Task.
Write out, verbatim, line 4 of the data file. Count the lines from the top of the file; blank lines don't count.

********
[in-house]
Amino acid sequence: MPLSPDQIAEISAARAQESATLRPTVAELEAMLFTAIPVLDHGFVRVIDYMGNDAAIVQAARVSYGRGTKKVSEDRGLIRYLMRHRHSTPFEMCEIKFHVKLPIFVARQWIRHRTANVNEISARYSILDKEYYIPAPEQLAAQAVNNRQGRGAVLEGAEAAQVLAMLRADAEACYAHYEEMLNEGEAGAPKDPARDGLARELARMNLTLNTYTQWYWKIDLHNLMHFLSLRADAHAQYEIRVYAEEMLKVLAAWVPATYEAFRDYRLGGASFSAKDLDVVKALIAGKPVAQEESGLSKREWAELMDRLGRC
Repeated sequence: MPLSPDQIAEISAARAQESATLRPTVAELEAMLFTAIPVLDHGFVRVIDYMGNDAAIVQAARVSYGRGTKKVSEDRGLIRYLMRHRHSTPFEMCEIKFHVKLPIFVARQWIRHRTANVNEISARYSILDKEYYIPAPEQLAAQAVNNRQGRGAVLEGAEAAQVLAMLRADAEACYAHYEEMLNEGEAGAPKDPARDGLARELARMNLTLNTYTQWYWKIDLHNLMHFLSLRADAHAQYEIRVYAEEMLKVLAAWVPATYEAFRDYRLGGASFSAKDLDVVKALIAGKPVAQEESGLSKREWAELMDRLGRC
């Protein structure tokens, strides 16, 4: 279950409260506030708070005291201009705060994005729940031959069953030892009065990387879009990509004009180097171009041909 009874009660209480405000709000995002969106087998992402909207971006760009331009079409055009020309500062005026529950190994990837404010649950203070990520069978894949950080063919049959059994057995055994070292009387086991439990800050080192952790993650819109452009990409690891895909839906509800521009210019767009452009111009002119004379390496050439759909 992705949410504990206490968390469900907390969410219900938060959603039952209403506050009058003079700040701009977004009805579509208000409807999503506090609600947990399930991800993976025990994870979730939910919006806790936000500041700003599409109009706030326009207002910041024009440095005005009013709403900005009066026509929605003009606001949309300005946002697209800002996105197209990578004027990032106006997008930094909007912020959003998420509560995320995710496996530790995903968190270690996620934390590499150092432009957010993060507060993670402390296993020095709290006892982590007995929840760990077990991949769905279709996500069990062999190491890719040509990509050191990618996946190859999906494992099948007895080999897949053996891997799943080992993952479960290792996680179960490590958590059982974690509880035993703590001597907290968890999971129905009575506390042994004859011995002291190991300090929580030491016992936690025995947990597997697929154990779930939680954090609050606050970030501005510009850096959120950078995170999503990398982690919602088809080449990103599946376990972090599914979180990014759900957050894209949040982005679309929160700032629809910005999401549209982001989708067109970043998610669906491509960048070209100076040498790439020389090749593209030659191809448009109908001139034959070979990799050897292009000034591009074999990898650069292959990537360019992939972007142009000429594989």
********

């Protein structure tokens, strides 16, 4: 279950409260506030708070005291201009705060994005729940031959069953030892009065990387879009990509004009180097171009041909 009874009660209480405000709000995002969106087998992402909207971006760009331009079409055009020309500062005026529950190994990837404010649950203070990520069978894949950080063919049959059994057995055994070292009387086991439990800050080192952790993650819109452009990409690891895909839906509800521009210019767009452009111009002119004379390496050439759909 992705949410504990206490968390469900907390969410219900938060959603039952209403506050009058003079700040701009977004009805579509208000409807999503506090609600947990399930991800993976025990994870979730939910919006806790936000500041700003599409109009706030326009207002910041024009440095005005009013709403900005009066026509929605003009606001949309300005946002697209800002996105197209990578004027990032106006997008930094909007912020959003998420509560995320995710496996530790995903968190270690996620934390590499150092432009957010993060507060993670402390296993020095709290006892982590007995929840760990077990991949769905279709996500069990062999190491890719040509990509050191990618996946190859999906494992099948007895080999897949053996891997799943080992993952479960290792996680179960490590958590059982974690509880035993703590001597907290968890999971129905009575506390042994004859011995002291190991300090929580030491016992936690025995947990597997697929154990779930939680954090609050606050970030501005510009850096959120950078995170999503990398982690919602088809080449990103599946376990972090599914979180990014759900957050894209949040982005679309929160700032629809910005999401549209982001989708067109970043998610669906491509960048070209100076040498790439020389090749593209030659191809448009109908001139034959070979990799050897292009000034591009074999990898650069292959990537360019992939972007142009000429594989």